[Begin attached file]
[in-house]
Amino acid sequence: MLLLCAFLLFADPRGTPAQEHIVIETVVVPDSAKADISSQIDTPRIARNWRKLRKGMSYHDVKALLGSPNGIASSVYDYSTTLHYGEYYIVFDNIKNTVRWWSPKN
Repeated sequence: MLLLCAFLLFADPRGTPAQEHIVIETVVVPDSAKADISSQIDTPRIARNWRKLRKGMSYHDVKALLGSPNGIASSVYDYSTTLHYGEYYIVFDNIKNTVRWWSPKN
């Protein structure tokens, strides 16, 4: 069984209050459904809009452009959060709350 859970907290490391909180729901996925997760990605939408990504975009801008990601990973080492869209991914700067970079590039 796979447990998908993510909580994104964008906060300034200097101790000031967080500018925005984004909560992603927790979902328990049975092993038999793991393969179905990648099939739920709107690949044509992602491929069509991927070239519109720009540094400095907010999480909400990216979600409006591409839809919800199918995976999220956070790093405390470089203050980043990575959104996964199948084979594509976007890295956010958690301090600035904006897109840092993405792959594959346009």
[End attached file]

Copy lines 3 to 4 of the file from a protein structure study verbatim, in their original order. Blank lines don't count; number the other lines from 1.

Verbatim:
Repeated sequence: MLLLCAFLLFADPRGTPAQEHIVIETVVVPDSAKADISSQIDTPRIARNWRKLRKGMSYHDVKALLGSPNGIASSVYDYSTTLHYGEYYIVFDNIKNTVRWWSPKN
């Protein structure tokens, strides 16, 4: 069984209050459904809009452009959060709350 859970907290490391909180729901996925997760990605939408990504975009801008990601990973080492869209991914700067970079590039 796979447990998908993510909580994104964008906060300034200097101790000031967080500018925005984004909560992603927790979902328990049975092993038999793991393969179905990648099939739920709107690949044509992602491929069509991927070239519109720009540094400095907010999480909400990216979600409006591409839809919800199918995976999220956070790093405390470089203050980043990575959104996964199948084979594509976007890295956010958690301090600035904006897109840092993405792959594959346009």